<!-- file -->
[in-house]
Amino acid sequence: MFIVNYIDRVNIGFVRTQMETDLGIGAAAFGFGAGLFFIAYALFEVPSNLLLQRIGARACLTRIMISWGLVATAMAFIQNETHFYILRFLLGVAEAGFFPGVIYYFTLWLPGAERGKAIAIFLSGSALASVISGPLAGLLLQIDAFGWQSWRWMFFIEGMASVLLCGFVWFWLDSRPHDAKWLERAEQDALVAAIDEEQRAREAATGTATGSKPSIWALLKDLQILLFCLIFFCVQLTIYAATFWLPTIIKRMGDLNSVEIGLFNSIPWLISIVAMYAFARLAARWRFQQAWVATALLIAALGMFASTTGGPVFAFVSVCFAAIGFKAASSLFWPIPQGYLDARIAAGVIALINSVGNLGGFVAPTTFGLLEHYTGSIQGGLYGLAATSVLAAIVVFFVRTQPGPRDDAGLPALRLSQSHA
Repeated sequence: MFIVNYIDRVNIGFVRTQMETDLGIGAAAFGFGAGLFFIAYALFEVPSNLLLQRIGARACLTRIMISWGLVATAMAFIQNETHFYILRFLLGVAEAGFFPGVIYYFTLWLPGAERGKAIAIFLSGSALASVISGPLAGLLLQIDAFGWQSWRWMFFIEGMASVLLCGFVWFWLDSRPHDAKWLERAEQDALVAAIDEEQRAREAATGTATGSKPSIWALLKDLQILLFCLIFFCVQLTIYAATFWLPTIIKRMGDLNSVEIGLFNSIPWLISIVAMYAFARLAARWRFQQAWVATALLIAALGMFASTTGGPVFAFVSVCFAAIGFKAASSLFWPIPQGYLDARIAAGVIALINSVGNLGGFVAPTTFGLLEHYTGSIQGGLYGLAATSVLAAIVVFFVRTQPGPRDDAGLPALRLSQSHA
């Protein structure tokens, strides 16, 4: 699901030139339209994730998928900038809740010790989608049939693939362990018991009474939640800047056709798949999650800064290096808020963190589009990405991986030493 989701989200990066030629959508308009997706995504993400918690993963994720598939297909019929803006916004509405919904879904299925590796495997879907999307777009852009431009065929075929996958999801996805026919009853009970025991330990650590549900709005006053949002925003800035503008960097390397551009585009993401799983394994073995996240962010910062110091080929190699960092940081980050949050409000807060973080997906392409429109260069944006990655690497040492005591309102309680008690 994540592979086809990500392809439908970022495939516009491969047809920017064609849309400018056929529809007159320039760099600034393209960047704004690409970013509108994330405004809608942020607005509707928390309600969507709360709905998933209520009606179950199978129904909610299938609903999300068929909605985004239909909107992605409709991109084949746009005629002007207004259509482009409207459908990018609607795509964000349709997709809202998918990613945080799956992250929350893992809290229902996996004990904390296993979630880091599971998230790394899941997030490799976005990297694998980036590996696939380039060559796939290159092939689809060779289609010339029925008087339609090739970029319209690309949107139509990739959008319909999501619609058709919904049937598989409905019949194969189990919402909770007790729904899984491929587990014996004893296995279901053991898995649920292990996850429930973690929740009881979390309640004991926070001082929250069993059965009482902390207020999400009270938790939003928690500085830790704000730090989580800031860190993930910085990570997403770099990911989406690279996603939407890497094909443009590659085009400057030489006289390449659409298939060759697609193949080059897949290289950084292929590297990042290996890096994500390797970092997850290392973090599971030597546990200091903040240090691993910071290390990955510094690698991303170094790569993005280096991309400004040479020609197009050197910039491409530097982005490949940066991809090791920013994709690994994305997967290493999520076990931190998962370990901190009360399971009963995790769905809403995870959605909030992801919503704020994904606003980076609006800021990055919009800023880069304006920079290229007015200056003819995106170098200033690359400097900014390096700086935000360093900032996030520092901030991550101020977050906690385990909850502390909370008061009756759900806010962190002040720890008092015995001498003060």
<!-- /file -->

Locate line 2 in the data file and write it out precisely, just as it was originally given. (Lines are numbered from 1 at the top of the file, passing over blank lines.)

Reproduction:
Amino acid sequence: MFIVNYIDRVNIGFVRTQMETDLGIGAAAFGFGAGLFFIAYALFEVPSNLLLQRIGARACLTRIMISWGLVATAMAFIQNETHFYILRFLLGVAEAGFFPGVIYYFTLWLPGAERGKAIAIFLSGSALASVISGPLAGLLLQIDAFGWQSWRWMFFIEGMASVLLCGFVWFWLDSRPHDAKWLERAEQDALVAAIDEEQRAREAATGTATGSKPSIWALLKDLQILLFCLIFFCVQLTIYAATFWLPTIIKRMGDLNSVEIGLFNSIPWLISIVAMYAFARLAARWRFQQAWVATALLIAALGMFASTTGGPVFAFVSVCFAAIGFKAASSLFWPIPQGYLDARIAAGVIALINSVGNLGGFVAPTTFGLLEHYTGSIQGGLYGLAATSVLAAIVVFFVRTQPGPRDDAGLPALRLSQSHA